Highlights from Kern’s First Health Equity Symposium

June 24, 2024 /

On June 14, 2024, at 8 a.m. was the start of the inaugural Sexuality and Gender Identity Healthcare Symposium. Healthcare providers discussed several impactful topics such as Transgender healthcare for providers, Two-Spirit and Indigiqueer, deconstructing binaries in Bisexuality, zero suicide – awareness and prevention, plus more regarding substance use disorders and holistic ways of healing. 

The event was held at the Campus Center at Bakersfield College (BC), and was hosted in collaboration with Bakersfield American Indian Health Project (BAIHP), BC’s Lavender Initiatives, The Center for Sexuality and Gender Diversity, and other organizations. Attendees registered upon entering where there were stickers available to openly display your pronouns. On the main event level, there were several tables and organizations like The Open Door Network handing out resources. Some resources included Fentanyl testing strips and informational pamphlets from organizations like the Dolores Huerta Foundation and Planned Parenthood. 

Venus Fultz shared at the symposium that he only has healthcare when enrolled as a college student or affiliated with a corporate job. One of Fultz’s goals for going to the event was to get more information on accessing testosterone hormones and resources on other gender-affirming care. 

“It was important for me to come here today because I don’t qualify for [Medi-Cal]. I just applied and they said I make 200 over the minimum and I’m a temporary employee here at BC, so I don’t have healthcare through them and what they do offer is too expensive,” Fultz stated.

Along with mentioning the struggles with accessing hormones and an appropriate counselor, Fultz continued by stating concerns about the safety of chest binding, which is using materials like cloth to wrap around one’s body to create a flatter chested look.

“When I was a teenager I had none of the information for that, I would bind using saran wrap and stuff like that, and that’s actually really really dangerous. But that conversation- nobody was having it with us,” said Fultz. 

Medical professionals were among some of the speakers helping educate the audience on updated terminology, prevention methods, and tips for working with a queer client.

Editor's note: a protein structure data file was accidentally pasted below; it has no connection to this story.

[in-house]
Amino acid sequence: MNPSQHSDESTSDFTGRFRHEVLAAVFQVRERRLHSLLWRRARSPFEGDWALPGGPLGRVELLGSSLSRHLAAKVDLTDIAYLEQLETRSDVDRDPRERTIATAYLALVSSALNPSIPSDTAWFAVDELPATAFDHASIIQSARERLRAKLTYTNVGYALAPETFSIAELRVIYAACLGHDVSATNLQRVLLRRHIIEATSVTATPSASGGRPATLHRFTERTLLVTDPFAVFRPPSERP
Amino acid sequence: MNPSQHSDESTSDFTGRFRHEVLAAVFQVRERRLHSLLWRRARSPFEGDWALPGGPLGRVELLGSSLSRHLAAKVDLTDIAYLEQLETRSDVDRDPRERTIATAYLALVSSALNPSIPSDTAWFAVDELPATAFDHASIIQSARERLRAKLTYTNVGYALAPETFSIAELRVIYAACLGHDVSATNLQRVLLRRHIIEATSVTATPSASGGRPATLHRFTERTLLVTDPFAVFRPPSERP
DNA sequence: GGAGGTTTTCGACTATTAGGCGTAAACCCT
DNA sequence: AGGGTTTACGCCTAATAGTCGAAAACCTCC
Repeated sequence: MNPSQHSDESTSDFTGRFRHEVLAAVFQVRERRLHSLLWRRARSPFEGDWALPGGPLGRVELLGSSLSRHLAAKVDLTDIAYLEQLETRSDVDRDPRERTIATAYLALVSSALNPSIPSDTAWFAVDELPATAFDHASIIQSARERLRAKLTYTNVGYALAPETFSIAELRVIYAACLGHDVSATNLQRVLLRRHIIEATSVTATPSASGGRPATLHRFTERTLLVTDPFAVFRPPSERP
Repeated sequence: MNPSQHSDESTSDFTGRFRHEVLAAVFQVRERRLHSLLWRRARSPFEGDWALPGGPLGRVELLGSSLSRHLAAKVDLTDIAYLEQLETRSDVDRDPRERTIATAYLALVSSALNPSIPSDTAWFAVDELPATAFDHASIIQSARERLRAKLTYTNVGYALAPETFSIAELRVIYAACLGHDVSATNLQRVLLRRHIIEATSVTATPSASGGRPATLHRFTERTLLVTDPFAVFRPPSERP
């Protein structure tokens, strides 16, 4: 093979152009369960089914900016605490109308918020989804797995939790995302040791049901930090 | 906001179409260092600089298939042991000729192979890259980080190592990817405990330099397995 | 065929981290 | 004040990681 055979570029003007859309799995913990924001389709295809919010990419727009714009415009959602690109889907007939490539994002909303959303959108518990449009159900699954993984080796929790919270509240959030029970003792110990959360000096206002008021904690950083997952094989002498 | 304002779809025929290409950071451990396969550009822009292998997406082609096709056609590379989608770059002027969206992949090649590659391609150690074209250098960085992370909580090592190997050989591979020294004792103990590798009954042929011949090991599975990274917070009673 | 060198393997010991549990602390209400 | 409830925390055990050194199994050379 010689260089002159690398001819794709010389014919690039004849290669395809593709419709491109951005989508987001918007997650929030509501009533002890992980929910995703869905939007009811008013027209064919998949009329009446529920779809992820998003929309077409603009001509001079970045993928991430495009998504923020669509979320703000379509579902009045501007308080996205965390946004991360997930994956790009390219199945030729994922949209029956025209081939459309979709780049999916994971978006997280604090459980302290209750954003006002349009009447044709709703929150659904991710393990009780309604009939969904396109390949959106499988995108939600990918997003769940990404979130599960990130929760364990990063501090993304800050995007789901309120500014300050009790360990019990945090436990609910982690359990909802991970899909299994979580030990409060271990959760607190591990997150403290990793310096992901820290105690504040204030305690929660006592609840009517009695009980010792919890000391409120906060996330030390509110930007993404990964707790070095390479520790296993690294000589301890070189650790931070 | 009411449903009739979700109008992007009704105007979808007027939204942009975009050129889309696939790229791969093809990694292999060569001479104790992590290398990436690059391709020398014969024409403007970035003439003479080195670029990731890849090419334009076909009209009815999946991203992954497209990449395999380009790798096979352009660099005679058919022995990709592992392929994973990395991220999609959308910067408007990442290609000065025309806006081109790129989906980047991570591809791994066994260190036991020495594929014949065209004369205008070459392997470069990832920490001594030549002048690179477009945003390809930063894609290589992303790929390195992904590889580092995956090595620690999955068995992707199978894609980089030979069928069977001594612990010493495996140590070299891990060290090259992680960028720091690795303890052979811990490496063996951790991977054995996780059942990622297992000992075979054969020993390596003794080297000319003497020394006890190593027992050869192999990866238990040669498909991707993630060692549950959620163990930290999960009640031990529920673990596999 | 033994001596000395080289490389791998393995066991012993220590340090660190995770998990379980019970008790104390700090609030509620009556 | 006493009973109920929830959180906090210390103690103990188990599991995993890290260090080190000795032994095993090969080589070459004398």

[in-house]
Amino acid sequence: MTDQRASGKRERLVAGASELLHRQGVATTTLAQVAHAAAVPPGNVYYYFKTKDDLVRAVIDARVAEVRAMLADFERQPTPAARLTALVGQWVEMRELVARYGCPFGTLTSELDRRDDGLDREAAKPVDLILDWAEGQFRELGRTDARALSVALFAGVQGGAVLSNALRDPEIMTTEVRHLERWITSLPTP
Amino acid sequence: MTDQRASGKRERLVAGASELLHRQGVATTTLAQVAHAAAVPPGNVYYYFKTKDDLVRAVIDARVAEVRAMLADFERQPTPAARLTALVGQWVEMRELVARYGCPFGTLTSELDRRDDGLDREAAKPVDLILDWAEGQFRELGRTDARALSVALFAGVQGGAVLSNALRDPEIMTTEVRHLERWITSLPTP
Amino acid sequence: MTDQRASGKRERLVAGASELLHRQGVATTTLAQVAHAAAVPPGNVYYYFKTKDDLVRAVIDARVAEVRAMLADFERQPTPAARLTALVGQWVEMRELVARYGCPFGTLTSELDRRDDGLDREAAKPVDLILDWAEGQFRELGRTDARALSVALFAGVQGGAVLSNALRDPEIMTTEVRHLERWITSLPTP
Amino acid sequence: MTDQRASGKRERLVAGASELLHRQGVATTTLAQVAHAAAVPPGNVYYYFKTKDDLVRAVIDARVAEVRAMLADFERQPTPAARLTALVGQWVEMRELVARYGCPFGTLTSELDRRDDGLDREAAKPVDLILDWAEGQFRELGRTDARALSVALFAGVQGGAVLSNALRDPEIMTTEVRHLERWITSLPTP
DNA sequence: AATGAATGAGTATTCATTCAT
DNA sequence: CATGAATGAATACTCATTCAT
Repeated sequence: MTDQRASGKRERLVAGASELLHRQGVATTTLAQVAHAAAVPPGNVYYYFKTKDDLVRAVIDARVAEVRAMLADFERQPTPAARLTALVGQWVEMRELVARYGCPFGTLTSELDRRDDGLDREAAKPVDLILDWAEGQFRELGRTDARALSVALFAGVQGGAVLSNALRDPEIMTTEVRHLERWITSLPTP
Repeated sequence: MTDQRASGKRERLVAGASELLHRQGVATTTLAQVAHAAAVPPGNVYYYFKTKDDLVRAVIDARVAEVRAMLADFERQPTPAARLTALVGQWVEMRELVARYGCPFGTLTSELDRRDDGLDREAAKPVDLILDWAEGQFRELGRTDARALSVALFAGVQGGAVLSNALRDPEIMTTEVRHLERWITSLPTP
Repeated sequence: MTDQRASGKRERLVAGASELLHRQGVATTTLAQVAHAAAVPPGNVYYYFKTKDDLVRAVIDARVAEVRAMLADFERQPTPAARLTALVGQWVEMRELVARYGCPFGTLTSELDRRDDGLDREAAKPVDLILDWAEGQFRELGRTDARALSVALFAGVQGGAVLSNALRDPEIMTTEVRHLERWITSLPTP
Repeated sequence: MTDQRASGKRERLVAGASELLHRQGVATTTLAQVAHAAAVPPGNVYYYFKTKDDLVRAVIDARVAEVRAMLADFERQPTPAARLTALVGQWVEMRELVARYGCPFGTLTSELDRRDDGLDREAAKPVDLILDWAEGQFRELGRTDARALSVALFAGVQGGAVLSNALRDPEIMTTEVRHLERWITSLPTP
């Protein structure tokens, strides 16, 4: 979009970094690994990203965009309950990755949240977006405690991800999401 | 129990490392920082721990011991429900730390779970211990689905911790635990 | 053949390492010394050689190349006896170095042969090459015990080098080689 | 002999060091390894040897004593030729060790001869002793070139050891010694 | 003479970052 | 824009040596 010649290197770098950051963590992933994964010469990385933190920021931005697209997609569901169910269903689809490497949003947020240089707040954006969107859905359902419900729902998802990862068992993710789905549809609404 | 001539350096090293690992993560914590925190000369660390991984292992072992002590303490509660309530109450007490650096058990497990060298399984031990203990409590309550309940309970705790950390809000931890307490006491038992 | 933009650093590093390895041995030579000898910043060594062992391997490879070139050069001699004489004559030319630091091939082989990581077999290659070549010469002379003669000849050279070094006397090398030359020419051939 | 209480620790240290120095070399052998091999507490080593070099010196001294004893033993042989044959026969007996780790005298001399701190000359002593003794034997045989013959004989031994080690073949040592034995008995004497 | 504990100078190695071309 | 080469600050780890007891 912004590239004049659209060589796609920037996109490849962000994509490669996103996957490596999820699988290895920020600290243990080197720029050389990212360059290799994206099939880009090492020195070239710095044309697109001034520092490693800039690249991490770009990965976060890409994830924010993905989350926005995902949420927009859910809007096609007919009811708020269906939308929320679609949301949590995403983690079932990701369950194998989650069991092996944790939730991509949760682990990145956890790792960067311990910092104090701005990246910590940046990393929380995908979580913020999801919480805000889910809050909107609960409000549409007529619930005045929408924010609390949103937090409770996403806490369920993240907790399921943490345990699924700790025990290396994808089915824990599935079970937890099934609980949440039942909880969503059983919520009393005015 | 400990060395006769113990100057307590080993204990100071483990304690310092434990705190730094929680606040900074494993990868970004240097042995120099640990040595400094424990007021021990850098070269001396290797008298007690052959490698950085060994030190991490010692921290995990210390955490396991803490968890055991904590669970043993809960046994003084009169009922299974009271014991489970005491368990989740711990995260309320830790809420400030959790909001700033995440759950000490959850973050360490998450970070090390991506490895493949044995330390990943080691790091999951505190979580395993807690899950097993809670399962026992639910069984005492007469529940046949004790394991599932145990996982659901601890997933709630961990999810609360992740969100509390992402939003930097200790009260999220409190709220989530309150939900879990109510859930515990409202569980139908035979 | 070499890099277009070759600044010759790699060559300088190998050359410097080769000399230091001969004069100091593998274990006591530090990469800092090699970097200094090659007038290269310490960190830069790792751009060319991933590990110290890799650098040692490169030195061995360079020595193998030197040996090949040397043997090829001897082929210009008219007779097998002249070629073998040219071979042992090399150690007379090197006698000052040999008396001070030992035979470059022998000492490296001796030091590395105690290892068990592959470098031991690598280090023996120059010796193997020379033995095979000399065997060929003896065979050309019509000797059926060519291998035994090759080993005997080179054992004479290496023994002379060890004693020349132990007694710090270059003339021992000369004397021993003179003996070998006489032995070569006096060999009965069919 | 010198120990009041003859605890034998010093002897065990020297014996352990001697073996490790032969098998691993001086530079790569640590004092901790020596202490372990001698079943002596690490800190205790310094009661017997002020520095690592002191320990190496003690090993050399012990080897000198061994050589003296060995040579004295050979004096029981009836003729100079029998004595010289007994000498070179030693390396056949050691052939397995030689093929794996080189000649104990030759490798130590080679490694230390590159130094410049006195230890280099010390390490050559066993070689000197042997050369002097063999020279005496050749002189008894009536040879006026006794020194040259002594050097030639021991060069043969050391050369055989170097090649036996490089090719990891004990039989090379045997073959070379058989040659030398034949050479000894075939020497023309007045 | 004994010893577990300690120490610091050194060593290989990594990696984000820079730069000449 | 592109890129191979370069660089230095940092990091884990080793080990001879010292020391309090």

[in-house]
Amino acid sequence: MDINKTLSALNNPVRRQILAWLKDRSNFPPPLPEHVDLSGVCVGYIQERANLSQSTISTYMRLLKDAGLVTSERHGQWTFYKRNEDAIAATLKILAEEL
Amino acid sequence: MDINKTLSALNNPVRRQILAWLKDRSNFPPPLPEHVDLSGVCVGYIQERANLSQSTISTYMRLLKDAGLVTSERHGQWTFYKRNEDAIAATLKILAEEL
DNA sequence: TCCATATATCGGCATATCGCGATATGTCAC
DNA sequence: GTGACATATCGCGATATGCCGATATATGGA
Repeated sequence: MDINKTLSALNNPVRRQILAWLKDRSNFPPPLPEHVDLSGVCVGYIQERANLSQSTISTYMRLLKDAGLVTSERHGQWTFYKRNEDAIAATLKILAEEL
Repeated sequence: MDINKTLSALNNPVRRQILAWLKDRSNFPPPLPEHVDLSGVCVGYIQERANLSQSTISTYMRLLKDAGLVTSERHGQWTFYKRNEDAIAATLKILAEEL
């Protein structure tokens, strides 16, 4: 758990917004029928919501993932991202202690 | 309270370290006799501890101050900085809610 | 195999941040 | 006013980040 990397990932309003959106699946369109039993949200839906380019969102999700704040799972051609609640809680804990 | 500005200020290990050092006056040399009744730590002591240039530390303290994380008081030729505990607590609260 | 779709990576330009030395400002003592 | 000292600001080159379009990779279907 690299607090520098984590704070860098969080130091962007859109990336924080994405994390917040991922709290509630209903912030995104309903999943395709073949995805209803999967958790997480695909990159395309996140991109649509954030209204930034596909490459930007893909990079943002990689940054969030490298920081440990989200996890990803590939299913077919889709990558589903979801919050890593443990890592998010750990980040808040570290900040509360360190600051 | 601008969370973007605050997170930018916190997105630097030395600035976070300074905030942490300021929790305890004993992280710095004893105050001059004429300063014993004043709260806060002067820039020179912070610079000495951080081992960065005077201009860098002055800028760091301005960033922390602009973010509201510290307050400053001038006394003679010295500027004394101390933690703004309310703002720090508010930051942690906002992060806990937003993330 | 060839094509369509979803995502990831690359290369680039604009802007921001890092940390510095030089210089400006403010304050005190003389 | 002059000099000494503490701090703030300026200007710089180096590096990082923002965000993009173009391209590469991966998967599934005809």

Mita Beach, Director of Gender Health and Wellness at DAP Health was the first main speaker. They empowered the audience to redefine the word “ally” from a noun to a verb, asking individuals to show the 2SLGBTQIA+ community your allyship in action. Beach also encourages healthcare providers in attendance to reach out to other queer coworkers or healthcare experts on information relating to queer identity and sexuality, and not to ask the client to educate the provider. 

The suicide prevention workshop was led by Kim Kartinen, Recovery Specialist for Kern Zero Suicide Team. She shared a presentation that highlighted a helpful acronym for suicide prevention: L.E.A.D. The letters stand for look and listen, explore the reason why the person is feeling suicidal, directly ask the person if they’re having suicidal thoughts, and don’t hesitate to get help or develop a plan of action to de-escalate the situation. 

Erik James Escareño also spoke and educated from their Two-spirit Indigiqueer, Deaf, and Yavapai and Chiricahua perspective. During one of the workshops Escareño held, they explained that Indigiqueer is a new contemporary term for native and indigenous individuals who are a part of the Queer community but who don’t identify as Two-Spirit. 

Between workshops, attendees were given refreshments and lunch. Ending the event was a native talking circle led by Tonantzin Guerra-Rennick, a Native spiritual leader and chaplain,  that aimed to help participants process what they learned throughout the day and to receive a blessing and smudging.